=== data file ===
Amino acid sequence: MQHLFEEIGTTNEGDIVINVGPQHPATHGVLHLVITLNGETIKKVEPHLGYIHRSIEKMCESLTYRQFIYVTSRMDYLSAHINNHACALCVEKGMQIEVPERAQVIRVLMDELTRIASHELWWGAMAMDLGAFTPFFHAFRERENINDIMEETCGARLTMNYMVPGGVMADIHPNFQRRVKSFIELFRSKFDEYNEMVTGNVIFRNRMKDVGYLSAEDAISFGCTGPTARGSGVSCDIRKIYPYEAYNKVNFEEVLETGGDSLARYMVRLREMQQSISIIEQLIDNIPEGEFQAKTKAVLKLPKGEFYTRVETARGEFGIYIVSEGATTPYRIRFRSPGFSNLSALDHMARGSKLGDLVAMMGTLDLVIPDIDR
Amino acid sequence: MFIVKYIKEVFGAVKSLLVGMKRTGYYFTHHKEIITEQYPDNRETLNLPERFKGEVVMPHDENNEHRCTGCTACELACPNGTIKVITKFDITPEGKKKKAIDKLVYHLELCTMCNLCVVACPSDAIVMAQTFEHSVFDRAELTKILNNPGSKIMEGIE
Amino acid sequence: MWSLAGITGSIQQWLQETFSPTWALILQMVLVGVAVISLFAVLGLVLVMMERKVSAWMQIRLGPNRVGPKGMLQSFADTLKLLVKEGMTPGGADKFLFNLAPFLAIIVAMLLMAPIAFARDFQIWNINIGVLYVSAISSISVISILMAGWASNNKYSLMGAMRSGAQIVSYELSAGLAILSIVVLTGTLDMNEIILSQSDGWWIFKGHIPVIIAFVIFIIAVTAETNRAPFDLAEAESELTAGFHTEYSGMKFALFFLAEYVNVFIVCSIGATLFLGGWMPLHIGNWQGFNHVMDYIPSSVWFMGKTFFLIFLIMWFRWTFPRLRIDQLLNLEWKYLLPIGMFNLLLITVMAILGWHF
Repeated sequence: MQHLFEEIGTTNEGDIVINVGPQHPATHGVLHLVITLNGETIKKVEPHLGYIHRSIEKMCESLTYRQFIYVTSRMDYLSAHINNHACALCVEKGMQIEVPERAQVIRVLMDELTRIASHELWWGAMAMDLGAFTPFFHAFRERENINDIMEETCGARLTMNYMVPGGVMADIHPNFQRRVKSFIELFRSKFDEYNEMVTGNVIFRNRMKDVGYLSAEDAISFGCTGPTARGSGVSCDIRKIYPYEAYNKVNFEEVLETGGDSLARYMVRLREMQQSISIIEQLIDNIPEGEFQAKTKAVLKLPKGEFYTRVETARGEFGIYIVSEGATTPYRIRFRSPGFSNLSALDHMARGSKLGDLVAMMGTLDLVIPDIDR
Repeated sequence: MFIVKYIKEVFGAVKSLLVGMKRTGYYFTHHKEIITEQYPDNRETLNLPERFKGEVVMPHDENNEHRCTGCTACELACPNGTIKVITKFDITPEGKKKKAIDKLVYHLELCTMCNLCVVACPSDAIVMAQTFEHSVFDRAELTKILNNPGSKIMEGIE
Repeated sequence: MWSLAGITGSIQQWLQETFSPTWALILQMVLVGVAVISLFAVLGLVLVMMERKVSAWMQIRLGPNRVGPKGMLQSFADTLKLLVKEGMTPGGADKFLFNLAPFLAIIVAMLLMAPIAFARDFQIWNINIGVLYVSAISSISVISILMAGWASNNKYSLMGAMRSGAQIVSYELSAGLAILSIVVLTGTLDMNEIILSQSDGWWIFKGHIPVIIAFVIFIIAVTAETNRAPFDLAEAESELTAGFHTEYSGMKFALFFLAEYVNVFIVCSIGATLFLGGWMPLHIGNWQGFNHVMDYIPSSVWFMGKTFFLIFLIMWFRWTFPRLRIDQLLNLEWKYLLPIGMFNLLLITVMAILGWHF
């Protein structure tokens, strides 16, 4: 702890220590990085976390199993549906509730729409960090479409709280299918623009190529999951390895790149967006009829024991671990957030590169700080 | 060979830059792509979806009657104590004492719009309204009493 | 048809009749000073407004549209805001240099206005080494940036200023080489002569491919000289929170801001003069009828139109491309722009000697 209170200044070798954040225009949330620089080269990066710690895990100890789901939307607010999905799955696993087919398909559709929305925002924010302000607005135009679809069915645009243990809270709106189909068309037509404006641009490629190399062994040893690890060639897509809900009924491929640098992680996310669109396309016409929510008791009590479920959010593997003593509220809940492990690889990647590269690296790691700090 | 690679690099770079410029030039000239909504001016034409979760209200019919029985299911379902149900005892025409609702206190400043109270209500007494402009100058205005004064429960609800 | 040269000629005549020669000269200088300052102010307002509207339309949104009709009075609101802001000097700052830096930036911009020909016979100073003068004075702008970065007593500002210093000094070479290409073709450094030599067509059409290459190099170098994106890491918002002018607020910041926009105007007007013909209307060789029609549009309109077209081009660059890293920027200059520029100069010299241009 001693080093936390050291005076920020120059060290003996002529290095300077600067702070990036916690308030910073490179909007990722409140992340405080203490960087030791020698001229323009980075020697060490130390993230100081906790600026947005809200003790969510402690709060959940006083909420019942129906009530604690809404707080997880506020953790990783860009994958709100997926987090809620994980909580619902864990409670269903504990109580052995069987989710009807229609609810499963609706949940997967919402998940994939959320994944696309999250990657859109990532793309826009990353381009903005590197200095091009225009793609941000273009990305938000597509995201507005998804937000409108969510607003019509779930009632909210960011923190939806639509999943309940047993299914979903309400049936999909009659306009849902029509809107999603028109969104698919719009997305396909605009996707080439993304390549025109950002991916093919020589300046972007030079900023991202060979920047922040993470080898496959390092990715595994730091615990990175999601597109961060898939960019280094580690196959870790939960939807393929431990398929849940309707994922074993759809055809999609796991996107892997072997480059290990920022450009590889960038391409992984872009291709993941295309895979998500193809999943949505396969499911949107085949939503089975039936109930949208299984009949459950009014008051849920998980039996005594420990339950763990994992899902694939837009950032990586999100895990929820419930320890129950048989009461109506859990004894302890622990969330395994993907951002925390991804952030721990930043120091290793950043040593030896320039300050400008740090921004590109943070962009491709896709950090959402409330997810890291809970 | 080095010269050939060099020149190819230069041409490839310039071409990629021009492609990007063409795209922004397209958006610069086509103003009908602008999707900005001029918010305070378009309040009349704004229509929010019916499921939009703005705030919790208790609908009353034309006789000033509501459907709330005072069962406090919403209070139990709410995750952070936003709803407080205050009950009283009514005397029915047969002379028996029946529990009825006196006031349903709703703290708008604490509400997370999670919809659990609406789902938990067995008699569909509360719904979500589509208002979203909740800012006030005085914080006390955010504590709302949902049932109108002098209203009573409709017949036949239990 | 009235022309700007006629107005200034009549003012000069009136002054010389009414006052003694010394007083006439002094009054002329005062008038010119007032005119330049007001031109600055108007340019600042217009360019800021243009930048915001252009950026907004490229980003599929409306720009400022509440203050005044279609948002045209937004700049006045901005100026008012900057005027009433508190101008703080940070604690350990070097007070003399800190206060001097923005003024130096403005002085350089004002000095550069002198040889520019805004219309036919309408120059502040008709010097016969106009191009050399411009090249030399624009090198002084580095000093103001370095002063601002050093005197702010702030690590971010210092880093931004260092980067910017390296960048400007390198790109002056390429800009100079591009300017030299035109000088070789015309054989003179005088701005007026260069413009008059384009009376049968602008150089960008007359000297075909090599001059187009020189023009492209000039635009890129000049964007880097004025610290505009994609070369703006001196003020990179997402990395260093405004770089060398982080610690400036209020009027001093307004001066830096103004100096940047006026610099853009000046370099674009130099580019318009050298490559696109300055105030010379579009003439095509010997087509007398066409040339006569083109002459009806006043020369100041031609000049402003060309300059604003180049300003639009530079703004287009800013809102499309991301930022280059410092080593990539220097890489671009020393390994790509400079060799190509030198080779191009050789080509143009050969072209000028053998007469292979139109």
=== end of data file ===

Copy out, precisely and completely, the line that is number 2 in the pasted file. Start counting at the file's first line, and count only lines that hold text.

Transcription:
Amino acid sequence: MFIVKYIKEVFGAVKSLLVGMKRTGYYFTHHKEIITEQYPDNRETLNLPERFKGEVVMPHDENNEHRCTGCTACELACPNGTIKVITKFDITPEGKKKKAIDKLVYHLELCTMCNLCVVACPSDAIVMAQTFEHSVFDRAELTKILNNPGSKIMEGIE